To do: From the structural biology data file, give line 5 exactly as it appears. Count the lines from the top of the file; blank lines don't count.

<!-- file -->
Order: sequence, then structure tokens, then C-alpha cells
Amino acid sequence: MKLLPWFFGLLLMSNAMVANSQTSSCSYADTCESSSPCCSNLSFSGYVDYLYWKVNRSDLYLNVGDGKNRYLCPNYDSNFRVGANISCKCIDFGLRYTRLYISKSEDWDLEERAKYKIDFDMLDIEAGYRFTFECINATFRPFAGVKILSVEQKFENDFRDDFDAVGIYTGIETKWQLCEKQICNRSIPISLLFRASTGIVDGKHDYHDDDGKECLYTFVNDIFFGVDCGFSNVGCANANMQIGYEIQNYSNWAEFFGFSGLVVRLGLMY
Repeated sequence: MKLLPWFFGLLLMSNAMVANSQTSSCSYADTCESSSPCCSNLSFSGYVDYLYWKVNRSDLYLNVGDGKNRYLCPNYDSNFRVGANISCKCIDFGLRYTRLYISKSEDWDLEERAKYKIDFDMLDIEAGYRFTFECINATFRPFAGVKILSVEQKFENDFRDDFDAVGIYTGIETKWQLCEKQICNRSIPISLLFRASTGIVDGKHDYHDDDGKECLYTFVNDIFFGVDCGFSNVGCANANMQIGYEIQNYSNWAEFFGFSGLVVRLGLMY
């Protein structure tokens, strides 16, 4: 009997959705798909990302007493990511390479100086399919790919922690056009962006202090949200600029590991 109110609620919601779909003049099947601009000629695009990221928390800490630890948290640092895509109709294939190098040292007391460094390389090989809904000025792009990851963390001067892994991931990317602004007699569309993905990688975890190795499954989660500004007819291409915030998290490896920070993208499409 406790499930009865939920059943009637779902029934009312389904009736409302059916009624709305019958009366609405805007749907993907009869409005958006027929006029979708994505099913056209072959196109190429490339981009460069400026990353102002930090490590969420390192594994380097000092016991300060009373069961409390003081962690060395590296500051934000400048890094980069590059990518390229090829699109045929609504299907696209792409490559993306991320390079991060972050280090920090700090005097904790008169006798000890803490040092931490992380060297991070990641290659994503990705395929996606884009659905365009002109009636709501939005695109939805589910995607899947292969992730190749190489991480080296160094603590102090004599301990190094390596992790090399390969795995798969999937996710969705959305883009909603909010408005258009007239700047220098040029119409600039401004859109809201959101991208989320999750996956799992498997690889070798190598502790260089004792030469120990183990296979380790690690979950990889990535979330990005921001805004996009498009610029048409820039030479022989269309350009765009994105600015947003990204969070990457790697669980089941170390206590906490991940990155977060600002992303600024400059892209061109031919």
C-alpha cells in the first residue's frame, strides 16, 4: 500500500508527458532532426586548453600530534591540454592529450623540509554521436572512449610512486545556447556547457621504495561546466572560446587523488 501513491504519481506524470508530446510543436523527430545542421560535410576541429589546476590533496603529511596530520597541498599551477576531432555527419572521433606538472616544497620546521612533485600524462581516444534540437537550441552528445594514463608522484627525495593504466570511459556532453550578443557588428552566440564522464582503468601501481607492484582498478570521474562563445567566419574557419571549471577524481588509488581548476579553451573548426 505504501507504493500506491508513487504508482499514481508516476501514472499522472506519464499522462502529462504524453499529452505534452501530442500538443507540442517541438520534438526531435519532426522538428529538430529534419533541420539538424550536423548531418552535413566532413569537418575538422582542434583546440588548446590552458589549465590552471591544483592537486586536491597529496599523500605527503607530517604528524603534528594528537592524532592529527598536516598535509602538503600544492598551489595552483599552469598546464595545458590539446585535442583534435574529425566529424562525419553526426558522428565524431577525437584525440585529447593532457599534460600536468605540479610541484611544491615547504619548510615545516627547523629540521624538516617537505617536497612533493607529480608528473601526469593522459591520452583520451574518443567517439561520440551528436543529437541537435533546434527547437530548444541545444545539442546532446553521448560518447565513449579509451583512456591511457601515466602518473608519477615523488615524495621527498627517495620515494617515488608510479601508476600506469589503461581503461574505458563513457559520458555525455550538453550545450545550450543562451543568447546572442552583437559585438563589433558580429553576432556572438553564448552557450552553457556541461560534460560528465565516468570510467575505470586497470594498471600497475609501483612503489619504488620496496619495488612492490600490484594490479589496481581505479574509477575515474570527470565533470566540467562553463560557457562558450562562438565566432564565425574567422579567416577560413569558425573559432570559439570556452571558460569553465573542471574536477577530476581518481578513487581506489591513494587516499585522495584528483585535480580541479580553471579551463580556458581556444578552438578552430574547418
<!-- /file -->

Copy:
C-alpha cells in the first residue's frame, strides 16, 4: 500500500508527458532532426586548453600530534591540454592529450623540509554521436572512449610512486545556447556547457621504495561546466572560446587523488 501513491504519481506524470508530446510543436523527430545542421560535410576541429589546476590533496603529511596530520597541498599551477576531432555527419572521433606538472616544497620546521612533485600524462581516444534540437537550441552528445594514463608522484627525495593504466570511459556532453550578443557588428552566440564522464582503468601501481607492484582498478570521474562563445567566419574557419571549471577524481588509488581548476579553451573548426 505504501507504493500506491508513487504508482499514481508516476501514472499522472506519464499522462502529462504524453499529452505534452501530442500538443507540442517541438520534438526531435519532426522538428529538430529534419533541420539538424550536423548531418552535413566532413569537418575538422582542434583546440588548446590552458589549465590552471591544483592537486586536491597529496599523500605527503607530517604528524603534528594528537592524532592529527598536516598535509602538503600544492598551489595552483599552469598546464595545458590539446585535442583534435574529425566529424562525419553526426558522428565524431577525437584525440585529447593532457599534460600536468605540479610541484611544491615547504619548510615545516627547523629540521624538516617537505617536497612533493607529480608528473601526469593522459591520452583520451574518443567517439561520440551528436543529437541537435533546434527547437530548444541545444545539442546532446553521448560518447565513449579509451583512456591511457601515466602518473608519477615523488615524495621527498627517495620515494617515488608510479601508476600506469589503461581503461574505458563513457559520458555525455550538453550545450545550450543562451543568447546572442552583437559585438563589433558580429553576432556572438553564448552557450552553457556541461560534460560528465565516468570510467575505470586497470594498471600497475609501483612503489619504488620496496619495488612492490600490484594490479589496481581505479574509477575515474570527470565533470566540467562553463560557457562558450562562438565566432564565425574567422579567416577560413569558425573559432570559439570556452571558460569553465573542471574536477577530476581518481578513487581506489591513494587516499585522495584528483585535480580541479580553471579551463580556458581556444578552438578552430574547418